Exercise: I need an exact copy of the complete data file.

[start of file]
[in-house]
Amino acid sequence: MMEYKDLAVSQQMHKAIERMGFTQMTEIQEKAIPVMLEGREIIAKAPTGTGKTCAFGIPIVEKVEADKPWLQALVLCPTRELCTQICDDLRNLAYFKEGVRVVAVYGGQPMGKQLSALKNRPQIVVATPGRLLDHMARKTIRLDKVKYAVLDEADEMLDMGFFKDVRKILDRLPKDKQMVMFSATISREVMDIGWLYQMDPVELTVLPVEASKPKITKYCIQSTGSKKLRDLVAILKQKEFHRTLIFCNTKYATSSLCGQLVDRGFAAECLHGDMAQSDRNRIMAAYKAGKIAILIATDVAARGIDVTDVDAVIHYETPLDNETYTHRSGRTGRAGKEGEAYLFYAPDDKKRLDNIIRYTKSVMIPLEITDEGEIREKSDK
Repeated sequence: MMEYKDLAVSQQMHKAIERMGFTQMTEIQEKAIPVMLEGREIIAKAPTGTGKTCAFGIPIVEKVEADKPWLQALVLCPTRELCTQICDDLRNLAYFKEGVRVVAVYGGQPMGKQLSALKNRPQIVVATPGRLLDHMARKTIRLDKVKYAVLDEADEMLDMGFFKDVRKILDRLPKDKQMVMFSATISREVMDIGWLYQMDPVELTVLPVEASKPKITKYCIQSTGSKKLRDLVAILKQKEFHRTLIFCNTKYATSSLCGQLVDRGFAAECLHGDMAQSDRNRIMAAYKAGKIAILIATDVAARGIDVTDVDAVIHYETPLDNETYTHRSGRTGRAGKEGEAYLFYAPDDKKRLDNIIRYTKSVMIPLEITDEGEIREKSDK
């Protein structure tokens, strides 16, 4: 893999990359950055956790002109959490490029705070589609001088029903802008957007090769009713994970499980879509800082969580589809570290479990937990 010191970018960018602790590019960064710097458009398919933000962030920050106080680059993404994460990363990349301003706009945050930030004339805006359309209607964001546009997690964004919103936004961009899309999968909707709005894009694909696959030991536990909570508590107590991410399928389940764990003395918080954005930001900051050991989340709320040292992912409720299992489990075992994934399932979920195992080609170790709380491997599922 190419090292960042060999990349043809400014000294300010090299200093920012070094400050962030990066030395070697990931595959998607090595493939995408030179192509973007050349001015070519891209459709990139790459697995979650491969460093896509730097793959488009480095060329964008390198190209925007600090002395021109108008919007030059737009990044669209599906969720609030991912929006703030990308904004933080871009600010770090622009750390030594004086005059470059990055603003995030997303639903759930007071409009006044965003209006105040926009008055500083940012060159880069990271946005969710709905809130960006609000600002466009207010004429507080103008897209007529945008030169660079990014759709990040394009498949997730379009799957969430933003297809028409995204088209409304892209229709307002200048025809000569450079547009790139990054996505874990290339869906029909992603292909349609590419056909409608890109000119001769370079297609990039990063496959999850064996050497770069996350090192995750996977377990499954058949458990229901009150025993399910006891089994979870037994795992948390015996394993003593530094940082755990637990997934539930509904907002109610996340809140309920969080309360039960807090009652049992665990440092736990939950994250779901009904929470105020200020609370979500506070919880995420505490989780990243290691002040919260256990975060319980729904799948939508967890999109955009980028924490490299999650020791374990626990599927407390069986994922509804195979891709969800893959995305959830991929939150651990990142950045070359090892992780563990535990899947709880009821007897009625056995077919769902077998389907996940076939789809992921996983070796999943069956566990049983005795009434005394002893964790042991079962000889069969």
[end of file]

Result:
[in-house]
Amino acid sequence: MMEYKDLAVSQQMHKAIERMGFTQMTEIQEKAIPVMLEGREIIAKAPTGTGKTCAFGIPIVEKVEADKPWLQALVLCPTRELCTQICDDLRNLAYFKEGVRVVAVYGGQPMGKQLSALKNRPQIVVATPGRLLDHMARKTIRLDKVKYAVLDEADEMLDMGFFKDVRKILDRLPKDKQMVMFSATISREVMDIGWLYQMDPVELTVLPVEASKPKITKYCIQSTGSKKLRDLVAILKQKEFHRTLIFCNTKYATSSLCGQLVDRGFAAECLHGDMAQSDRNRIMAAYKAGKIAILIATDVAARGIDVTDVDAVIHYETPLDNETYTHRSGRTGRAGKEGEAYLFYAPDDKKRLDNIIRYTKSVMIPLEITDEGEIREKSDK
Repeated sequence: MMEYKDLAVSQQMHKAIERMGFTQMTEIQEKAIPVMLEGREIIAKAPTGTGKTCAFGIPIVEKVEADKPWLQALVLCPTRELCTQICDDLRNLAYFKEGVRVVAVYGGQPMGKQLSALKNRPQIVVATPGRLLDHMARKTIRLDKVKYAVLDEADEMLDMGFFKDVRKILDRLPKDKQMVMFSATISREVMDIGWLYQMDPVELTVLPVEASKPKITKYCIQSTGSKKLRDLVAILKQKEFHRTLIFCNTKYATSSLCGQLVDRGFAAECLHGDMAQSDRNRIMAAYKAGKIAILIATDVAARGIDVTDVDAVIHYETPLDNETYTHRSGRTGRAGKEGEAYLFYAPDDKKRLDNIIRYTKSVMIPLEITDEGEIREKSDK
């Protein structure tokens, strides 16, 4: 893999990359950055956790002109959490490029705070589609001088029903802008957007090769009713994970499980879509800082969580589809570290479990937990 010191970018960018602790590019960064710097458009398919933000962030920050106080680059993404994460990363990349301003706009945050930030004339805006359309209607964001546009997690964004919103936004961009899309999968909707709005894009694909696959030991536990909570508590107590991410399928389940764990003395918080954005930001900051050991989340709320040292992912409720299992489990075992994934399932979920195992080609170790709380491997599922 190419090292960042060999990349043809400014000294300010090299200093920012070094400050962030990066030395070697990931595959998607090595493939995408030179192509973007050349001015070519891209459709990139790459697995979650491969460093896509730097793959488009480095060329964008390198190209925007600090002395021109108008919007030059737009990044669209599906969720609030991912929006703030990308904004933080871009600010770090622009750390030594004086005059470059990055603003995030997303639903759930007071409009006044965003209006105040926009008055500083940012060159880069990271946005969710709905809130960006609000600002466009207010004429507080103008897209007529945008030169660079990014759709990040394009498949997730379009799957969430933003297809028409995204088209409304892209229709307002200048025809000569450079547009790139990054996505874990290339869906029909992603292909349609590419056909409608890109000119001769370079297609990039990063496959999850064996050497770069996350090192995750996977377990499954058949458990229901009150025993399910006891089994979870037994795992948390015996394993003593530094940082755990637990997934539930509904907002109610996340809140309920969080309360039960807090009652049992665990440092736990939950994250779901009904929470105020200020609370979500506070919880995420505490989780990243290691002040919260256990975060319980729904799948939508967890999109955009980028924490490299999650020791374990626990599927407390069986994922509804195979891709969800893959995305959830991929939150651990990142950045070359090892992780563990535990899947709880009821007897009625056995077919769902077998389907996940076939789809992921996983070796999943069956566990049983005795009434005394002893964790042991079962000889069969």